Multi-million pound plans approved at former Midhurst convent site

C090382-2_mid_stmargarets phot shimmin 030309'St Margaret's School, Midhurst.C090382-2
C090382-2_mid_stmargarets phot shimmin 030309'St Margaret's School, Midhurst.C090382-2
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Multi-million pound plans to transform the site of Midhurst’s former King Edward VII Hospital won the backing of Chichester district councillors - after a warning that this was the last chance to save the historic building.

Voting at a meeting of the northern area development control committee was 10-0 in favour of pressing for approval The decision will take the form of a recommendation to the South Downs National Park Authority, which will make a final ruling on May 9.

Councillors are also recommending that a formal legal agreement should be made, stipulating conservation of the historic assets.

A report by planning officers urged that a recommendation to refuse the scheme should be made to the park authority, because they were not convinced there was sufficient certainty that the scheme would be delivered.

Proposals for the site include:

*Re-use and conversion of the original hospital building to 143 assisted care apartments, and the change of use and conversion of other buildings on the site to homes.

*Erection of 220 new houses and apartments within the grounds.

Officers said the proposals were against the provisions of the development plan and against national planning policy, because they featured a large amount of new residential development outside any area allocated for that purpose.

They would also have a harmful impact on the character, appearance and settings of listed buildings, the historic park and garden, and the character and appearance of the national park.

Helen Moore, managing director of applicants City and Country Group, asked the committee for support to bring the site’s ‘torrid planning history’ to an end.

“We ask you to send an unequivocal message to the National Park Authority,” she declared. “We have the expertise, the enthusiasm and the track record to deliver this challenging project.”

She added in response to questions: “We will bring the hospital back to its former glory and its former beauty.”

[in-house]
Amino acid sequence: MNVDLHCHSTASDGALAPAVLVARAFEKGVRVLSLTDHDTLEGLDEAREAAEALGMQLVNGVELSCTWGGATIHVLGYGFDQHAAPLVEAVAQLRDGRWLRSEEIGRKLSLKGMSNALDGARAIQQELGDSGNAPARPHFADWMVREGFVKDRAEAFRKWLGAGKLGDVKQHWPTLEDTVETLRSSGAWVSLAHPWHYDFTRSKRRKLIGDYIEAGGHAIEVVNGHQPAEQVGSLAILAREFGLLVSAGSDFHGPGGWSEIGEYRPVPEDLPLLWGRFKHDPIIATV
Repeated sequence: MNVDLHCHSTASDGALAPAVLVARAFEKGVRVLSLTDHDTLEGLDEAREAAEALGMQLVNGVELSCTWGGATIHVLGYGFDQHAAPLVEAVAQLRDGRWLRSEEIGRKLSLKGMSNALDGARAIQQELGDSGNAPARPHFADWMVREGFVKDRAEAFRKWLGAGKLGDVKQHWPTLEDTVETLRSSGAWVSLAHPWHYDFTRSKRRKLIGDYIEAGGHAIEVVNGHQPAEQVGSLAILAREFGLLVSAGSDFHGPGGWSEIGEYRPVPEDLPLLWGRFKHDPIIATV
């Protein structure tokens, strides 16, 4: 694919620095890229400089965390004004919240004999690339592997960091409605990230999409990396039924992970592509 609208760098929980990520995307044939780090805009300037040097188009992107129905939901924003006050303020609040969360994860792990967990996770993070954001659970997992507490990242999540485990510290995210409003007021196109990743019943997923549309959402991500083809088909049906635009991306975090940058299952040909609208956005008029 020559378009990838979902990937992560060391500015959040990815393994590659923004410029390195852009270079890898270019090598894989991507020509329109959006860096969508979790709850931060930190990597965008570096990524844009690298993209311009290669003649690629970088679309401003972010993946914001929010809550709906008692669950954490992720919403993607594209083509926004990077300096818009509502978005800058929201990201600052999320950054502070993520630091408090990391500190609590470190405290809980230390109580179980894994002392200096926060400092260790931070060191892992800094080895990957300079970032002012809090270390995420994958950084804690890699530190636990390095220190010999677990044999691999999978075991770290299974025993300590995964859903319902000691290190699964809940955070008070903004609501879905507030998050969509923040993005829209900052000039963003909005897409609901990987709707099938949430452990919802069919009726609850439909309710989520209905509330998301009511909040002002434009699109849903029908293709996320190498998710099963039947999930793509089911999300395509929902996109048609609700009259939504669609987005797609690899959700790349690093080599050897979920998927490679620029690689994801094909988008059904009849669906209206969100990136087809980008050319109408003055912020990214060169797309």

Easebourne representative Cllr Elizabeth Hamilton said the ‘well researched’ application was from a company with a good track record on repairing historic buildings.

And Cllr Rob Field said: “This is our last chance - we will not get another. If we want to save that building we have to make a positive decision.”

Cllr Andrew Smith said there was a danger the district council would be drawn into making a commercial judgment it was not qualified to make.

“On balance, I would recommend approval of this scheme. We should let the developers take the commercial risk if they are prepared to do so,” he added,.

Cllr Brian Weekes told the committee: “This is an iconic building it would be terrible to lose.” He had every faith the developers would deliver.

But Cllr Heather Caird said a listed building was only worth saving if it was for the benefit of the community, and she did not believe this was being offered for the benefit of the community. “I think the cost of saving the building is too high - the cost is 220 new dwellings, and it may be more. This is too high a price to pay in this very special environment.”

Cllr Julie Tassell said they were lucky to have such a high quality developer, and the preservation of the listed building outweighed the proposal to refuse. The committee should recommend permission.

“These buildings are deteriorating at such a rate that this is our last chance to save them,” she warned.

Cllr John Cherry said: “Do you want to save the hospital building or not? If so, this is the cost. I think it is worth saving, and I line up with those in favour of the proposal.”